Email for Douglas Lummis
I was born in San Francisco in 1936, and raised partly there and partly in the Sierra Nevada. I entered U.C. Berkeley in 1954 on a Navy ROTC contract, and accordingly, when I graduated in 1958 I entered the U.S. Marines for three years, the third of which I spent in a military base on Okinawa. (Much of my life since then has been spent trying to figure out how I could have let such a thing happen.)
I spent the years 1961-3 in Nara and Kyoto, Japan, and returned to U.C. Berkeley in 1963 to study political theory, just in time for the Free Speech Movement and all that followed. In 1968 I returned to Japan ostensibly to write a Ph.D. thesis, but in fact spent the better part of my time working in the anti-Vietnam war movement there (or, at the time of this writing, "here"). I did get the thesis done, however (A Critique of American Modernization Theory, 1973, unpublished, available in the UCB library and probably nowhere else).
After a few years as a migratory academic worker in Japan and in the U.S., I took a job at Tsuda College, Tokyo, where I continued until my retirement in March, 2000. My writings over these years (mostly published in Japanese) have focused on several themes: the peculiar forms that stereotyping and discrimination take in the case of Japan (e.g. English Conversation as Ideology, 1976; A New Look at The Chrysanthemum and the Sword, 1982); studies from a political theory perspective of Japan's war-renouncing Constitution (e.g. Japan's Radical Constitution, 1987; another work due out this year, as yet untitled); and searches for a radical political perspective that does not depend on Marxism (e.g. Radical Democracy, Cornell, 1996).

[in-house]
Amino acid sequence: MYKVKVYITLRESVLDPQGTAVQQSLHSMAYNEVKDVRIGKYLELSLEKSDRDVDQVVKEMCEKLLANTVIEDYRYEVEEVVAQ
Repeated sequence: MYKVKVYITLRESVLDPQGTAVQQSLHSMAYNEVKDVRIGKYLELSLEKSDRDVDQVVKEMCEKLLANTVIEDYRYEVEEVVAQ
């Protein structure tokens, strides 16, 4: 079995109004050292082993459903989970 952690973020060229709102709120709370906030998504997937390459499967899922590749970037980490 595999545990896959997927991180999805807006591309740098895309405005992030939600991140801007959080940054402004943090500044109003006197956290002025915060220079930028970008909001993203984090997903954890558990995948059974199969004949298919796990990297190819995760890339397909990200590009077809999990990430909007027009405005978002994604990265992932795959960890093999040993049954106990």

My first encounter with the name Ivan Illich was when I was teaching at an experimental college in Washington State in the early '70s, and the new age teachers would wave Deschooling Society in our faces alleging that it proved that teaching anything of substance to students was a violent usurpation of authority, and that we should all be facilitators. It was only when I met Illich many years later on one of his trips to Japan that I learned that he was not to be blamed for his U.S. West Coast interpreters.
Participating in the Development Dictionary project was one of the happiest academic experiences I have had, and reminded me that mutual support, rather than mutual attack, really does produce a higher quality of work. I hope and trust that this new gathering in Oakland will have the same feel.
Sept 9 2000: Democracy and Place